“Those examiners who are performing only minimal examinations may have received substandard training or are not taking their role seriously. The key seems to strike a balance between meeting the regulatory intent of the examinations and communicating with drivers ahead of time to minimize confusion regarding the need to document clinical stability. This is particularly true for drivers with multiple or complex medical conditions from whom medical examiners do need more documentation in order to make a certification decision.”
Clayton T. Cowl M.D.
On the other hand, many of these motor carriers have in place what they say are effective policies and procedures to streamline the certification process, including proprietary electronic medical record (EMR) platforms that trigger reminders to drivers to bring certain documentation or tests with them prior to their medical examination. Since most of these drivers go to the clinic that is mandated by their employer, and those clinics are presumably integrated into the employer’s EMR platform, one has to wonder where this process is failing exactly. Perhaps this could be prevented or minimized if communication was improved between motor carriers and the clinics or examiners that they contract with. Consequently, when carrier interviewees were asked about the quality of the examination process since the NRCME was implemented, they stated no improvement, and that they made no change in their own part of the examination process because they have to continually review and monitor medical examination reports for errors, which was estimated to be at about 7% of all medical application forms.
Other concerns include:
- Medically unqualified drivers becoming certified
- Too rapid changes in the certification process
The motor carriers suggestion for improvement to the NRCME certification process included allowing medical examiners access to a driver’s prior medical exams to reduce doctor shopping, have medical examiners report their result to the NRCME daily and a somewhat confusing but intriguing statement:
“Increased accountability for areas where subjectivity may occur to force CMEs to err on the side of caution rather than risk potential liability if a driver is subsequently involved in a crash”.
Increased accountability by whom? Driver/Carrier? FMCSA? Medical examiners?
The survey overall was revealing and informative and everyone involved in the transportation industry should make an attempt to read it in it’s entirety, especially when the full study is published in peer reviewed journals. It’s not a controlled study, the sample size was small (only, 1,242 MEs, 903 drivers and 300 motor carriers were surveyed), and as a result it has it’s inherent biases like any other study of it’s kind. The Mayo Clinic ATRI study surveyed a very small population of medical examiners, drivers and motor carriers. A recent article in Transport Topics showed the number of certified FMCSA medical examiners at around 52,000. The American Trucking Associations (ATA) estimates the number of For Hire carriers alone registered with the U.S. Department of Transportation at 586,014 (The industry sector represented in the Mayo-ATRI study was mostly For Hire at 76.6%). Finally, according to the ATA the number of truck drivers employed in 2015 was at 3.5 million.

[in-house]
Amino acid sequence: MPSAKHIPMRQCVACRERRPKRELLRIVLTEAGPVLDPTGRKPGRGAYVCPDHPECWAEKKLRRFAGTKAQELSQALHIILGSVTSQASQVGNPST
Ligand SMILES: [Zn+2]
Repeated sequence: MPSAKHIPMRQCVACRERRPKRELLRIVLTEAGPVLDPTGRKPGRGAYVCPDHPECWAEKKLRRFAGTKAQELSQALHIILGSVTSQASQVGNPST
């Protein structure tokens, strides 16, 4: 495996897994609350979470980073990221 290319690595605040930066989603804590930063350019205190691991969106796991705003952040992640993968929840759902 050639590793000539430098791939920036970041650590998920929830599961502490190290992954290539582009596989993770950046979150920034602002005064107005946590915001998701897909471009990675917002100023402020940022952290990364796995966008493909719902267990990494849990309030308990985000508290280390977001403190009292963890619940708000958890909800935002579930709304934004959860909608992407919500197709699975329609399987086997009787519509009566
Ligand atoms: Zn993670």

We should not jump to too many conclusions, but to me it does seem in reading this study that most medical examiners are not pleased with the NRCME, and a significant number are not thrilled about recertification. Drivers and motor carriers, however, seem even more displeased with the NRCME. They do not see improvement in examination quality (more than a third reported worsening exam quality), but are certain, and without a doubt of the rising cost for the DOT exam. There is frustration over what is seen as unqualified and incompetent examiners. To many drivers and carriers the NRCME has made it even harder for drivers to get a physical and has burdened them with excessive rules and regulations that are changing at a pace much too rapid. Some drivers even yearn for the good old days, when you just strolled into your family doctor’s office for a cold or neck pain remedy, and slyly slip that DOT medical examination form in, knowing that your long time doctor or nurse will just fill it out, so as not to displease you or keep you from going back to work.
Well, all I can say is that the NRCME is almost 3 years old and we have come a long way from the unregulated wilderness that existed not so long ago. There are currently an estimated 800,000 active physicians in the U.S. and almost 4 million active truck drivers. Leaving additional examiner groups (NPs, PAs and DCs) aside just for the moment, do we really want all of these untrained and uncertified practitioners without direct and immediate accountability to a Registry potentially evaluating all these drivers? In this day and current administration bent on deregulation, “throwing away the baby with the bath water” so to speak, is not only foolish, but palpably catastrophic.